The Misandrists (2017)

A group of women’s rights activists liking under the guise of a religious school for girls wants more than just women’s equality and they have unusual methods to reach their goals.

Written and directed by Bruce La Brucec, The Misandrists takes feminism and pushes it much further in a world that has quite a few other major problems. His take here uses sex as a weapon and porn as a tool to communicate. His film makes something seen often in films lately and pushes it to the extreme, subverts it almost to make a point. This point is up to each viewer to figure what they feel from it. Some viewers might see it as a more extreme take on what sometimes needs to be done to be heard, to bring even a lesser point across. La Bruce’s technique and how he approaches the subject is very much his while also being something many can connect with, albeit in a less extreme manner.

The cast here is interesting with Susanne Sachsse as Big Mother, the movement leader. Her look and personality are loud and powerful and her performance keeps all attention on her each time she graces the screen with her presence. Playing Isolde, Kita Updike gives a sweet performance as a bit of the counter-balance to Big Mother. Her character is newer to the group, to the cause, and she’s not as closed off to men as the others. The character of Isolde feels more complex, more layered and Updike plays her with nuances to work through these layers and give the character depth. The ensemble cast on the whole does great work here with each giving definitely good performances even when their situations may be a bit odd or bizarre.

This cast evolves within images created with cinematography by James Carman who gives the main settings of the film a picturesque charm, something that clashes more than a little with the cause and how it’s being approached by the group of ladies while working perfectly well with the story. The film thus looks lovely and gives the actions of these ladies a serious backdrop to work against. The editing by Judy Landkammer takes these images and gives them a nicely old school feel by having them overlap and fade at some scenery changes. This gives the film a certain softness that creates a contract for the rigidity of Big Mother and her group’s goals.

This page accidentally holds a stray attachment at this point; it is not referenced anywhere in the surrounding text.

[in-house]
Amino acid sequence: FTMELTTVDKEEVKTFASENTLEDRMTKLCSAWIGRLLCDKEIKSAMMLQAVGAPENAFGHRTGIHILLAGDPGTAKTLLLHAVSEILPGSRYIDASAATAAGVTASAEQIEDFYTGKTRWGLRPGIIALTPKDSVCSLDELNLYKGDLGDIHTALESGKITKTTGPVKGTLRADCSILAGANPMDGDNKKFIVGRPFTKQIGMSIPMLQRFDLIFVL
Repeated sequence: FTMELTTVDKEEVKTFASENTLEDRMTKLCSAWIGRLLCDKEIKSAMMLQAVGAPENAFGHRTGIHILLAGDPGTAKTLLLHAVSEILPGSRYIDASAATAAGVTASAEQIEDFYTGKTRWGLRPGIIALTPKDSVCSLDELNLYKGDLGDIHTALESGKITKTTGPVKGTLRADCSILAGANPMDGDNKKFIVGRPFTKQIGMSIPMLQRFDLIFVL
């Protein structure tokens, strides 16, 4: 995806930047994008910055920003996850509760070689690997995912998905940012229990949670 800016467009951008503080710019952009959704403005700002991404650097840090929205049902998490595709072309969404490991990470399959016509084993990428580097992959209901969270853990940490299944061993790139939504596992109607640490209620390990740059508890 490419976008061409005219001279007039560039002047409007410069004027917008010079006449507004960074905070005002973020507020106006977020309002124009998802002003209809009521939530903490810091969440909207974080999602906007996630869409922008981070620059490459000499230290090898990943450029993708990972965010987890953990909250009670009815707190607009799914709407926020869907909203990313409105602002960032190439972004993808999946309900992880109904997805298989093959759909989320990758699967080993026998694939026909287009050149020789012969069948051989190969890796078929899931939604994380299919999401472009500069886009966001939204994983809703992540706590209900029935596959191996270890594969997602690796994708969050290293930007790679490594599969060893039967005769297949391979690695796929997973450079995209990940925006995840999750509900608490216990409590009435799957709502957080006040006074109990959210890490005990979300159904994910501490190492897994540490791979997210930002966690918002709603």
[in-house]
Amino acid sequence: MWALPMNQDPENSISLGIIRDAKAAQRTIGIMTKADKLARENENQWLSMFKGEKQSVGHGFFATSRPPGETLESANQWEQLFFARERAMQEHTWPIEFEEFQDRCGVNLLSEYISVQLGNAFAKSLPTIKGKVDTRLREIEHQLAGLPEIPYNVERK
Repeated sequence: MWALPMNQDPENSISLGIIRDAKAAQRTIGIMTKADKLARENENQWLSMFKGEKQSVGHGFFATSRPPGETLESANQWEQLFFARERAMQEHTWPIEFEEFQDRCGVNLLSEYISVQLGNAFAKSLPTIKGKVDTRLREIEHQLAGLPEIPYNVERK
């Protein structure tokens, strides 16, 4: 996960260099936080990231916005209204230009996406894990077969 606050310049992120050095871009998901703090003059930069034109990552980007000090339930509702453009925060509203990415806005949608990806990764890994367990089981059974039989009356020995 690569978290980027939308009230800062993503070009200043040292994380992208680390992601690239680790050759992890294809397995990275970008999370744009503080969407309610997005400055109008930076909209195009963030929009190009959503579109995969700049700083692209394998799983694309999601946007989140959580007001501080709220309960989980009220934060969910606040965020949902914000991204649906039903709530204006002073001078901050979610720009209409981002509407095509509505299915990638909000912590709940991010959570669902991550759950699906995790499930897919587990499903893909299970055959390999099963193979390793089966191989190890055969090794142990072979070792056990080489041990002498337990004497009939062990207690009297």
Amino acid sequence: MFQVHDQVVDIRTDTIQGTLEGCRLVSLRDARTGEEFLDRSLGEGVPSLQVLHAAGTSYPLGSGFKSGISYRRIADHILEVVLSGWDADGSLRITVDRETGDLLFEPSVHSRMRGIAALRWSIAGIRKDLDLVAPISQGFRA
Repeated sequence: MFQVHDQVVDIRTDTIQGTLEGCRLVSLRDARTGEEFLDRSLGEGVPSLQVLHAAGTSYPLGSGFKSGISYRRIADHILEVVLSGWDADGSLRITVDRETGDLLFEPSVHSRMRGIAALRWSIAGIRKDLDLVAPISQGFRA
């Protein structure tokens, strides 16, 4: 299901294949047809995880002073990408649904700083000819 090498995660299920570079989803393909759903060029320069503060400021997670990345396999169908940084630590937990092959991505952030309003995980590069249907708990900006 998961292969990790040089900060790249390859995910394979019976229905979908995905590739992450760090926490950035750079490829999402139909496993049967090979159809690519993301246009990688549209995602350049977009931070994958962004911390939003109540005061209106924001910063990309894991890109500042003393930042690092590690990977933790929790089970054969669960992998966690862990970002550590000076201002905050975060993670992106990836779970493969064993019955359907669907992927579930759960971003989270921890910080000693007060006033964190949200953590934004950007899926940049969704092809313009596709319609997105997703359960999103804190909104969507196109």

The Misandrists follows a group of ladies looking to bring the patriarchy down by any means necessary, even by making their own pornographic film as a mean to female empowerment and sets them amongst beautifully serene images and soft editing to contrast their harsh stance with something almost feminine in tone. The film takes many questions such as what makes a woman and how must one work to create a change in society and studies them through a varied group of ladies and their more extreme ways of dealing with things. The main question being about equality, is it needed to go to extreme to get it or get the upper hand in the battle of the sexes? The film offers no pre-made judgment on the ladies and their actions but does give an unrestricted view on them, their issues, and their means to an end. The Misandrists will definitely shock some and piss others off while it will make some say “hell yeah” and have more give the central subject some thought, but the potential shock factor, mostly through sex and blood, has a point. It proves that shock can be used to good result or at least to a result when it’s not simply shocking for shock’s sake.